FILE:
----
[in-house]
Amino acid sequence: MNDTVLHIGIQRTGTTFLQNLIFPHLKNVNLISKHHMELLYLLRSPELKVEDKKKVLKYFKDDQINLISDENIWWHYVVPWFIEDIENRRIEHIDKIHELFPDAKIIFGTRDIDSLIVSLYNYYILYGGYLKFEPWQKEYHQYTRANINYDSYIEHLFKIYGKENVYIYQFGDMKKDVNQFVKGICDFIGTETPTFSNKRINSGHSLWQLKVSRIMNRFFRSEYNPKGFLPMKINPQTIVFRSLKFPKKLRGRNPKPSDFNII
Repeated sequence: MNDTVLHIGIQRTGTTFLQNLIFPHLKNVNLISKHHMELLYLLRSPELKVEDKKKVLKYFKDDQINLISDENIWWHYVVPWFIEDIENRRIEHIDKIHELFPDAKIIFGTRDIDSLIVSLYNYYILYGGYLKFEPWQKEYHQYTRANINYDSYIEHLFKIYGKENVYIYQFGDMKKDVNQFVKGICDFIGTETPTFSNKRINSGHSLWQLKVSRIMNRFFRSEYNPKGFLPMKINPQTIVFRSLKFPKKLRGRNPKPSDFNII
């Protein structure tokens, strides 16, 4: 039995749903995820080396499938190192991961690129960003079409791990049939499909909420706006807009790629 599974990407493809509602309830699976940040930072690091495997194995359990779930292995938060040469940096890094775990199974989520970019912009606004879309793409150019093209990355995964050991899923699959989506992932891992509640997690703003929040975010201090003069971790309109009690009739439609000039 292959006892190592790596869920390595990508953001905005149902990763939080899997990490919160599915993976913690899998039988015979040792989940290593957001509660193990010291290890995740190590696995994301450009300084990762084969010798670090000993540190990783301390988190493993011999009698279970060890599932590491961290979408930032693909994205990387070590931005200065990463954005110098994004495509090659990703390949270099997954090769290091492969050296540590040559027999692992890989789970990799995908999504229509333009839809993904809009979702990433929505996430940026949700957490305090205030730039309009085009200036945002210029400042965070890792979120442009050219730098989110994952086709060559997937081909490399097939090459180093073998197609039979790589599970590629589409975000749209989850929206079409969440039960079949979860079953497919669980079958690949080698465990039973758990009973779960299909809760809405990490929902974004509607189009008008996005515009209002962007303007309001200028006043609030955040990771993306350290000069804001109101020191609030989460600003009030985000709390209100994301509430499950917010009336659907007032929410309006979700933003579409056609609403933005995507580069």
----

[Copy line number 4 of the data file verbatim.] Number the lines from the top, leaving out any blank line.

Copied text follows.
């Protein structure tokens, strides 16, 4: 039995749903995820080396499938190192991961690129960003079409791990049939499909909420706006807009790629 599974990407493809509602309830699976940040930072690091495997194995359990779930292995938060040469940096890094775990199974989520970019912009606004879309793409150019093209990355995964050991899923699959989506992932891992509640997690703003929040975010201090003069971790309109009690009739439609000039 292959006892190592790596869920390595990508953001905005149902990763939080899997990490919160599915993976913690899998039988015979040792989940290593957001509660193990010291290890995740190590696995994301450009300084990762084969010798670090000993540190990783301390988190493993011999009698279970060890599932590491961290979408930032693909994205990387070590931005200065990463954005110098994004495509090659990703390949270099997954090769290091492969050296540590040559027999692992890989789970990799995908999504229509333009839809993904809009979702990433929505996430940026949700957490305090205030730039309009085009200036945002210029400042965070890792979120442009050219730098989110994952086709060559997937081909490399097939090459180093073998197609039979790589599970590629589409975000749209989850929206079409969440039960079949979860079953497919669980079958690949080698465990039973758990009973779960299909809760809405990490929902974004509607189009008008996005515009209002962007303007309001200028006043609030955040990771993306350290000069804001109101020191609030989460600003009030985000709390209100994301509430499950917010009336659907007032929410309006979700933003579409056609609403933005995507580069």